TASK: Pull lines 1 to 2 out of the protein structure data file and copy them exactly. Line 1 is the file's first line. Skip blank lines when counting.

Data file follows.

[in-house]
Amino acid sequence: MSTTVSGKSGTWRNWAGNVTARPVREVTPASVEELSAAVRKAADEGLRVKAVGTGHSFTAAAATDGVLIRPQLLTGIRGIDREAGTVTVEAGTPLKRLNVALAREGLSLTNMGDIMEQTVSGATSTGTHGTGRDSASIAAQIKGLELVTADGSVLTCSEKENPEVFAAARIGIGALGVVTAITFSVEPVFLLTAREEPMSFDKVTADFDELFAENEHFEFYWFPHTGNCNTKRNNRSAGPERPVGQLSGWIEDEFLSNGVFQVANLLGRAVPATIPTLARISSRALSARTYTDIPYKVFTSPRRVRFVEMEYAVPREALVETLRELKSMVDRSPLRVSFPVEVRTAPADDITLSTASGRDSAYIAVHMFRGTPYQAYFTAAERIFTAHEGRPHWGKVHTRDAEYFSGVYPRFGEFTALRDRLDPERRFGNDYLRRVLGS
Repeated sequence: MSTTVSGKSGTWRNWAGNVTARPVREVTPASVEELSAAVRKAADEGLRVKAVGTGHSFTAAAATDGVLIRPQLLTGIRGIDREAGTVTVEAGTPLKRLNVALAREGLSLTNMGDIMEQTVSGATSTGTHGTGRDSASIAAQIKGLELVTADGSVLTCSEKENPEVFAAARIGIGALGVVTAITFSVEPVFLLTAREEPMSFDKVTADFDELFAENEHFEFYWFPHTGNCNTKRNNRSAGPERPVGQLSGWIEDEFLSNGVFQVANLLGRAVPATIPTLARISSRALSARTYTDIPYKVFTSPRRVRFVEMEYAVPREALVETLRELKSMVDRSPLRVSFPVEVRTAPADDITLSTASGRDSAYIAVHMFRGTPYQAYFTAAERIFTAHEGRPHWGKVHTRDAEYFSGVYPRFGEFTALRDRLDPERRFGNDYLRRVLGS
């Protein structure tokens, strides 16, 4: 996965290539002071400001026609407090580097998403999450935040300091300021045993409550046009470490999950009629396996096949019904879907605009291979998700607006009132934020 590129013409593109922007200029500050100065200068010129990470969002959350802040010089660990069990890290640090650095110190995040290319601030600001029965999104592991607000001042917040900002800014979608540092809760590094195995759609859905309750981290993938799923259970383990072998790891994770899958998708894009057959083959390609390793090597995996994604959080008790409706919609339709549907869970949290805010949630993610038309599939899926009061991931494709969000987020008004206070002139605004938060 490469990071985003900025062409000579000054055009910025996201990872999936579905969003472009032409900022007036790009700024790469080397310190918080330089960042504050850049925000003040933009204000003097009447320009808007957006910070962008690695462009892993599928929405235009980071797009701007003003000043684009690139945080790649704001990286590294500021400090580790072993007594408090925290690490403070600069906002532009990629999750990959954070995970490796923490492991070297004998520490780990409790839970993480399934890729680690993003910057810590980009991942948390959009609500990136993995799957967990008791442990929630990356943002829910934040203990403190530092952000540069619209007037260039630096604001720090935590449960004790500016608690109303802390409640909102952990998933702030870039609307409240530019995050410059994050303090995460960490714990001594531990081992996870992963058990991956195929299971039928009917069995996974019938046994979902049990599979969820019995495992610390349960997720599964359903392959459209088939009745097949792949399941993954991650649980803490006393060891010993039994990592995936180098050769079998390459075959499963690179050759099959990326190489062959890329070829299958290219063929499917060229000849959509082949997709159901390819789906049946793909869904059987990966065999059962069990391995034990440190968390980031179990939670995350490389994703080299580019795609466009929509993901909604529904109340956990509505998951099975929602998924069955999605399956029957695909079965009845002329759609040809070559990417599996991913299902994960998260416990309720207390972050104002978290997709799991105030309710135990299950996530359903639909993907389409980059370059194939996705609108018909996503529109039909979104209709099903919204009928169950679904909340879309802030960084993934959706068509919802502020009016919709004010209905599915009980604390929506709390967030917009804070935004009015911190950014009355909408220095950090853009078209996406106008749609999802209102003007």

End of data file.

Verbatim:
[in-house]
Amino acid sequence: MSTTVSGKSGTWRNWAGNVTARPVREVTPASVEELSAAVRKAADEGLRVKAVGTGHSFTAAAATDGVLIRPQLLTGIRGIDREAGTVTVEAGTPLKRLNVALAREGLSLTNMGDIMEQTVSGATSTGTHGTGRDSASIAAQIKGLELVTADGSVLTCSEKENPEVFAAARIGIGALGVVTAITFSVEPVFLLTAREEPMSFDKVTADFDELFAENEHFEFYWFPHTGNCNTKRNNRSAGPERPVGQLSGWIEDEFLSNGVFQVANLLGRAVPATIPTLARISSRALSARTYTDIPYKVFTSPRRVRFVEMEYAVPREALVETLRELKSMVDRSPLRVSFPVEVRTAPADDITLSTASGRDSAYIAVHMFRGTPYQAYFTAAERIFTAHEGRPHWGKVHTRDAEYFSGVYPRFGEFTALRDRLDPERRFGNDYLRRVLGS